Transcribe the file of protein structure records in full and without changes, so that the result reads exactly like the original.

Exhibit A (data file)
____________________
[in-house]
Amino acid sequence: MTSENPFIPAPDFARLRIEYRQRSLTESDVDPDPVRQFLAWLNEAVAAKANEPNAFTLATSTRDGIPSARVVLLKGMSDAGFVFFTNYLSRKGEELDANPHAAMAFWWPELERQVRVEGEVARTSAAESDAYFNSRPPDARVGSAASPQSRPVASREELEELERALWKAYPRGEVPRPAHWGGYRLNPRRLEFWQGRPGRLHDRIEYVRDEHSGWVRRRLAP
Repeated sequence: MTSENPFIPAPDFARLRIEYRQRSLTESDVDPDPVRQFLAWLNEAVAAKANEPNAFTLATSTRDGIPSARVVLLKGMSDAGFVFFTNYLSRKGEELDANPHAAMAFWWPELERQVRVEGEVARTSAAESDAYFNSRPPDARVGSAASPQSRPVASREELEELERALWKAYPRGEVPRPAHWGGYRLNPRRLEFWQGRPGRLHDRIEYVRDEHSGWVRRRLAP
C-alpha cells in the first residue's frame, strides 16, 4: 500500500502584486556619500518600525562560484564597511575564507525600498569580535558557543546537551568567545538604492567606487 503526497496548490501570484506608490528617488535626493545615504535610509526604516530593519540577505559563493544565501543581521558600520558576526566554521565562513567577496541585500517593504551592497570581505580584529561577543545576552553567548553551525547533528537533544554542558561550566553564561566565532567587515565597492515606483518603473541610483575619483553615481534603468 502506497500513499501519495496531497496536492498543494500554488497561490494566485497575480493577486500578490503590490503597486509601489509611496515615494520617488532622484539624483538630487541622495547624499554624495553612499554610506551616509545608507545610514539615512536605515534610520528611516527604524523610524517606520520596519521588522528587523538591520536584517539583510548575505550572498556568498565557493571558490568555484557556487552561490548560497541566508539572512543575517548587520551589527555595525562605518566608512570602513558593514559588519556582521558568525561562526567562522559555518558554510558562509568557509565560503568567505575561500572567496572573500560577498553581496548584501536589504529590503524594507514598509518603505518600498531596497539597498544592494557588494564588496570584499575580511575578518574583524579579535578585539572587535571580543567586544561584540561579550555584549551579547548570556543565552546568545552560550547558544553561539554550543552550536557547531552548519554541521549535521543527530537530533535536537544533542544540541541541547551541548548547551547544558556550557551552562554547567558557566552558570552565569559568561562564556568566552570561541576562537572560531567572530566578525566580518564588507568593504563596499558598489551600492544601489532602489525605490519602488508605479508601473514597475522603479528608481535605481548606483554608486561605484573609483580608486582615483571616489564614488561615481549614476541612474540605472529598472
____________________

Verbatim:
[in-house]
Amino acid sequence: MTSENPFIPAPDFARLRIEYRQRSLTESDVDPDPVRQFLAWLNEAVAAKANEPNAFTLATSTRDGIPSARVVLLKGMSDAGFVFFTNYLSRKGEELDANPHAAMAFWWPELERQVRVEGEVARTSAAESDAYFNSRPPDARVGSAASPQSRPVASREELEELERALWKAYPRGEVPRPAHWGGYRLNPRRLEFWQGRPGRLHDRIEYVRDEHSGWVRRRLAP
Repeated sequence: MTSENPFIPAPDFARLRIEYRQRSLTESDVDPDPVRQFLAWLNEAVAAKANEPNAFTLATSTRDGIPSARVVLLKGMSDAGFVFFTNYLSRKGEELDANPHAAMAFWWPELERQVRVEGEVARTSAAESDAYFNSRPPDARVGSAASPQSRPVASREELEELERALWKAYPRGEVPRPAHWGGYRLNPRRLEFWQGRPGRLHDRIEYVRDEHSGWVRRRLAP
C-alpha cells in the first residue's frame, strides 16, 4: 500500500502584486556619500518600525562560484564597511575564507525600498569580535558557543546537551568567545538604492567606487 503526497496548490501570484506608490528617488535626493545615504535610509526604516530593519540577505559563493544565501543581521558600520558576526566554521565562513567577496541585500517593504551592497570581505580584529561577543545576552553567548553551525547533528537533544554542558561550566553564561566565532567587515565597492515606483518603473541610483575619483553615481534603468 502506497500513499501519495496531497496536492498543494500554488497561490494566485497575480493577486500578490503590490503597486509601489509611496515615494520617488532622484539624483538630487541622495547624499554624495553612499554610506551616509545608507545610514539615512536605515534610520528611516527604524523610524517606520520596519521588522528587523538591520536584517539583510548575505550572498556568498565557493571558490568555484557556487552561490548560497541566508539572512543575517548587520551589527555595525562605518566608512570602513558593514559588519556582521558568525561562526567562522559555518558554510558562509568557509565560503568567505575561500572567496572573500560577498553581496548584501536589504529590503524594507514598509518603505518600498531596497539597498544592494557588494564588496570584499575580511575578518574583524579579535578585539572587535571580543567586544561584540561579550555584549551579547548570556543565552546568545552560550547558544553561539554550543552550536557547531552548519554541521549535521543527530537530533535536537544533542544540541541541547551541548548547551547544558556550557551552562554547567558557566552558570552565569559568561562564556568566552570561541576562537572560531567572530566578525566580518564588507568593504563596499558598489551600492544601489532602489525605490519602488508605479508601473514597475522603479528608481535605481548606483554608486561605484573609483580608486582615483571616489564614488561615481549614476541612474540605472529598472